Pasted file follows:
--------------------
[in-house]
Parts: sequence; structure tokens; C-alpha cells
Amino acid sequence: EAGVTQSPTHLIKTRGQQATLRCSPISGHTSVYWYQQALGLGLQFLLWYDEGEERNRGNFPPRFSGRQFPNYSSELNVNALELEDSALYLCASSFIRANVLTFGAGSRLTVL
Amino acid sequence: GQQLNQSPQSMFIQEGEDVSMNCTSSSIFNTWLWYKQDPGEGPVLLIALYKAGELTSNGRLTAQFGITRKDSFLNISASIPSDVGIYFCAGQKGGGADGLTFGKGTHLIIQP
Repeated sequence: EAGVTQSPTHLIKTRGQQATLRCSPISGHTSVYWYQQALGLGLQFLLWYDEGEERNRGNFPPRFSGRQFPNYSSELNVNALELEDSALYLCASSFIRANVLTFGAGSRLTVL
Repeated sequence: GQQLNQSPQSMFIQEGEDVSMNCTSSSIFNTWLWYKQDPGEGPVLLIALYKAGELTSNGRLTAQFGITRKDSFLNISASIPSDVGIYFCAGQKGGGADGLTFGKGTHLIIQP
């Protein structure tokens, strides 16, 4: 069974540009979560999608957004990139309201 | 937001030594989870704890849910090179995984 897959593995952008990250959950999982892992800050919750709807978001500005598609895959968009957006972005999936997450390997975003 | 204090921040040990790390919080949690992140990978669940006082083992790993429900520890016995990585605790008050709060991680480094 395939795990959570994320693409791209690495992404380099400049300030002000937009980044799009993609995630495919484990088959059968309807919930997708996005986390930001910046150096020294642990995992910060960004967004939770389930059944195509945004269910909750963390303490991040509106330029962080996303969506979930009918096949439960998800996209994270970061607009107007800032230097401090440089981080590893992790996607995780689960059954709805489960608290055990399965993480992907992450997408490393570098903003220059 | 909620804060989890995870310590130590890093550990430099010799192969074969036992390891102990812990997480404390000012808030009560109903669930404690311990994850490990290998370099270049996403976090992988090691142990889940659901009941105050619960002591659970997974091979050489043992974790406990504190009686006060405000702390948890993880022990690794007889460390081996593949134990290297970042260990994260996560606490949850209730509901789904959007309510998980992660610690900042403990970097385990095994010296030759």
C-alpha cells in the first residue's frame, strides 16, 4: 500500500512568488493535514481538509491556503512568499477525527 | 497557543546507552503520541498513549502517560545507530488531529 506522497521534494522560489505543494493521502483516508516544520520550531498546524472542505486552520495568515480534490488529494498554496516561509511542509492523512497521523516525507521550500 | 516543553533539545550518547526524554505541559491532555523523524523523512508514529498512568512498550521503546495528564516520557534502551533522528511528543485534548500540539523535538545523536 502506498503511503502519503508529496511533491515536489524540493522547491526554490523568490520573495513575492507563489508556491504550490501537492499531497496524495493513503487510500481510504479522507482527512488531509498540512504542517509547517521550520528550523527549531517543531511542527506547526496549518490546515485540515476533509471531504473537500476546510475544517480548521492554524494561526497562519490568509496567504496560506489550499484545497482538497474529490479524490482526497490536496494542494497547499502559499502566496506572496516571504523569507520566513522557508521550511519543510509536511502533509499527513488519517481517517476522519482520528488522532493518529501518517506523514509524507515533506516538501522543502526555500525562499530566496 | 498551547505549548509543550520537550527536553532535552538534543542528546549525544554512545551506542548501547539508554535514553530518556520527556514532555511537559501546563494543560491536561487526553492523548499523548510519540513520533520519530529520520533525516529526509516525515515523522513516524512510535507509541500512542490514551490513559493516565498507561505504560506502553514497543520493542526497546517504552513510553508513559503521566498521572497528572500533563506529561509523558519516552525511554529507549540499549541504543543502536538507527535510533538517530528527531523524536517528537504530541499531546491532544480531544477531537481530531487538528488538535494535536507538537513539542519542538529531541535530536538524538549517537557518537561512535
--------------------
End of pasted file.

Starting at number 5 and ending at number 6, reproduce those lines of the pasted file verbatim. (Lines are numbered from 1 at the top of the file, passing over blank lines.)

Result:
Repeated sequence: EAGVTQSPTHLIKTRGQQATLRCSPISGHTSVYWYQQALGLGLQFLLWYDEGEERNRGNFPPRFSGRQFPNYSSELNVNALELEDSALYLCASSFIRANVLTFGAGSRLTVL
Repeated sequence: GQQLNQSPQSMFIQEGEDVSMNCTSSSIFNTWLWYKQDPGEGPVLLIALYKAGELTSNGRLTAQFGITRKDSFLNISASIPSDVGIYFCAGQKGGGADGLTFGKGTHLIIQP